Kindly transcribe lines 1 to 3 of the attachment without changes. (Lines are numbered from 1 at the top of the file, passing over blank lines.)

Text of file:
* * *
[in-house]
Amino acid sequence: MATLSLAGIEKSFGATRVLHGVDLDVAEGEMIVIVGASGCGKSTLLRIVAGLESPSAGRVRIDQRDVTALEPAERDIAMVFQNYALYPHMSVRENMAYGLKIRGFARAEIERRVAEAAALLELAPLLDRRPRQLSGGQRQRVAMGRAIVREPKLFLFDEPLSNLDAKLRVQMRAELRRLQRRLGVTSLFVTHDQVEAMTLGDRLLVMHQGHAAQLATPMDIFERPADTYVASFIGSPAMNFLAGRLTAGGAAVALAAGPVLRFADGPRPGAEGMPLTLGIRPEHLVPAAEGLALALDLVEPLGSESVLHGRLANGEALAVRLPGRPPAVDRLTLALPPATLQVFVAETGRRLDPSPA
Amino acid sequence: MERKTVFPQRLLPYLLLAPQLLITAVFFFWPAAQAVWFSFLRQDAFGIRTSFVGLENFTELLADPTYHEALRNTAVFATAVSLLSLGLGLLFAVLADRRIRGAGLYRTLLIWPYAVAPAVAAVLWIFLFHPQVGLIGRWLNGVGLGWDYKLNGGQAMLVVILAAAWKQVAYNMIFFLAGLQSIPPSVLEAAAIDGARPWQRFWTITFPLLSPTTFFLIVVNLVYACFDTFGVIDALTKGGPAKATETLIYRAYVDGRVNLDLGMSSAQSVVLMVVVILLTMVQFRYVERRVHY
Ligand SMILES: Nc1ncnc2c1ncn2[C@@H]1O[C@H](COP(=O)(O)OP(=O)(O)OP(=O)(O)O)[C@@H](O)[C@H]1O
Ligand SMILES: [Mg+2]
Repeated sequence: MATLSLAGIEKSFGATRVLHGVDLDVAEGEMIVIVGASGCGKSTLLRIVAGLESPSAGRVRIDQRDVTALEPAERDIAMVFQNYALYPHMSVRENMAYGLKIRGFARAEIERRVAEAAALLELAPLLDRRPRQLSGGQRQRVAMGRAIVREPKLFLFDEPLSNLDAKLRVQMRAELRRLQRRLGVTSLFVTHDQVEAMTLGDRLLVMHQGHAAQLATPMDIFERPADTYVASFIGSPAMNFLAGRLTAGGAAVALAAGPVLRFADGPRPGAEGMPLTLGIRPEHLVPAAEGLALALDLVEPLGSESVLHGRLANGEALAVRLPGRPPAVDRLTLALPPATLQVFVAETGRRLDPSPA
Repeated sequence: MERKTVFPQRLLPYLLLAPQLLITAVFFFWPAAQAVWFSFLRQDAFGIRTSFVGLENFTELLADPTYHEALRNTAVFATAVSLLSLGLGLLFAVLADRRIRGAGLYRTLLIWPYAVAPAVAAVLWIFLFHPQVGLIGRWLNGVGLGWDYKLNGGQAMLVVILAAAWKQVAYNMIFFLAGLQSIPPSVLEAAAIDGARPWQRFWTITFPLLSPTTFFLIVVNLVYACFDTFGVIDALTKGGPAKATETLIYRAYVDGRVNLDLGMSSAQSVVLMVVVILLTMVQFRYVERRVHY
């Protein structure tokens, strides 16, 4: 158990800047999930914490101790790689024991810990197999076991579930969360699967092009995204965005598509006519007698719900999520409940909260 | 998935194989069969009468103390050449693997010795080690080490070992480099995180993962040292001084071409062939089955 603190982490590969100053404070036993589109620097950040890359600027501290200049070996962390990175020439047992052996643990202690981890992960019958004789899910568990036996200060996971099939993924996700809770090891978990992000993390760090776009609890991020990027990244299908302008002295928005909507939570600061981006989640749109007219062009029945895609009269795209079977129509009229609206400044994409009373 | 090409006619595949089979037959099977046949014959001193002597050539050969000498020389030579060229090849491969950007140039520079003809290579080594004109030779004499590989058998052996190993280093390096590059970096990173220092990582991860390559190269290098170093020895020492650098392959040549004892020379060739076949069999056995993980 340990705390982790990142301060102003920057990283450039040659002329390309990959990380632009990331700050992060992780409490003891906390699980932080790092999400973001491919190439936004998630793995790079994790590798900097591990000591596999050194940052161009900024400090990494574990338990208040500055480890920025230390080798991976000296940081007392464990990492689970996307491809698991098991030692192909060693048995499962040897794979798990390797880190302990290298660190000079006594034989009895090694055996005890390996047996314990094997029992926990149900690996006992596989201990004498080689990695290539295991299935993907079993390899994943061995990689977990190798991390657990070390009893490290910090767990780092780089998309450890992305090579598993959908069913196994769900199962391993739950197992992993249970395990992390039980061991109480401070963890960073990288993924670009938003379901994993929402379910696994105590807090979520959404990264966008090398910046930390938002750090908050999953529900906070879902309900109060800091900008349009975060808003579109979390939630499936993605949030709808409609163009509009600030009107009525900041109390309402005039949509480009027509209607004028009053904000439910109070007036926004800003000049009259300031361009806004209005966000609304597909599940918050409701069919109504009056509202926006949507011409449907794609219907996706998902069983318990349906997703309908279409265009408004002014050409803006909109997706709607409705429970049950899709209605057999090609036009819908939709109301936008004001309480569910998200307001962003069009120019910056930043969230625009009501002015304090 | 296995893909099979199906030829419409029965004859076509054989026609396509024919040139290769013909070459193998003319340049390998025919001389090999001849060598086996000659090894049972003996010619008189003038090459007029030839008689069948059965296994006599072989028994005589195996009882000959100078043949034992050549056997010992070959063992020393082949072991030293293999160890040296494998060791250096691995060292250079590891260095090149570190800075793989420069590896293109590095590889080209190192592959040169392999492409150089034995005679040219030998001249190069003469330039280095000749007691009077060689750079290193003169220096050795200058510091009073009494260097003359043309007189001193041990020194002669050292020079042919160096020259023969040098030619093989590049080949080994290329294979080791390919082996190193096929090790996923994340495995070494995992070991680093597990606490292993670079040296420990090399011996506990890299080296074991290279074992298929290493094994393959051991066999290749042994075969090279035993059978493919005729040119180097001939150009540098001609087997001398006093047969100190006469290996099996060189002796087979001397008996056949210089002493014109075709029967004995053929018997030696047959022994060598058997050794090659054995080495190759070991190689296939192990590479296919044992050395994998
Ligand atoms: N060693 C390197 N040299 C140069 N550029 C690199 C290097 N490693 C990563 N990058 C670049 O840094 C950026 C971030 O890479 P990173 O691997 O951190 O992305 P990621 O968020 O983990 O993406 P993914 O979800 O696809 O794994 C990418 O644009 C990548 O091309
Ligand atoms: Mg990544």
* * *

[in-house]
Amino acid sequence: MATLSLAGIEKSFGATRVLHGVDLDVAEGEMIVIVGASGCGKSTLLRIVAGLESPSAGRVRIDQRDVTALEPAERDIAMVFQNYALYPHMSVRENMAYGLKIRGFARAEIERRVAEAAALLELAPLLDRRPRQLSGGQRQRVAMGRAIVREPKLFLFDEPLSNLDAKLRVQMRAELRRLQRRLGVTSLFVTHDQVEAMTLGDRLLVMHQGHAAQLATPMDIFERPADTYVASFIGSPAMNFLAGRLTAGGAAVALAAGPVLRFADGPRPGAEGMPLTLGIRPEHLVPAAEGLALALDLVEPLGSESVLHGRLANGEALAVRLPGRPPAVDRLTLALPPATLQVFVAETGRRLDPSPA
Amino acid sequence: MERKTVFPQRLLPYLLLAPQLLITAVFFFWPAAQAVWFSFLRQDAFGIRTSFVGLENFTELLADPTYHEALRNTAVFATAVSLLSLGLGLLFAVLADRRIRGAGLYRTLLIWPYAVAPAVAAVLWIFLFHPQVGLIGRWLNGVGLGWDYKLNGGQAMLVVILAAAWKQVAYNMIFFLAGLQSIPPSVLEAAAIDGARPWQRFWTITFPLLSPTTFFLIVVNLVYACFDTFGVIDALTKGGPAKATETLIYRAYVDGRVNLDLGMSSAQSVVLMVVVILLTMVQFRYVERRVHY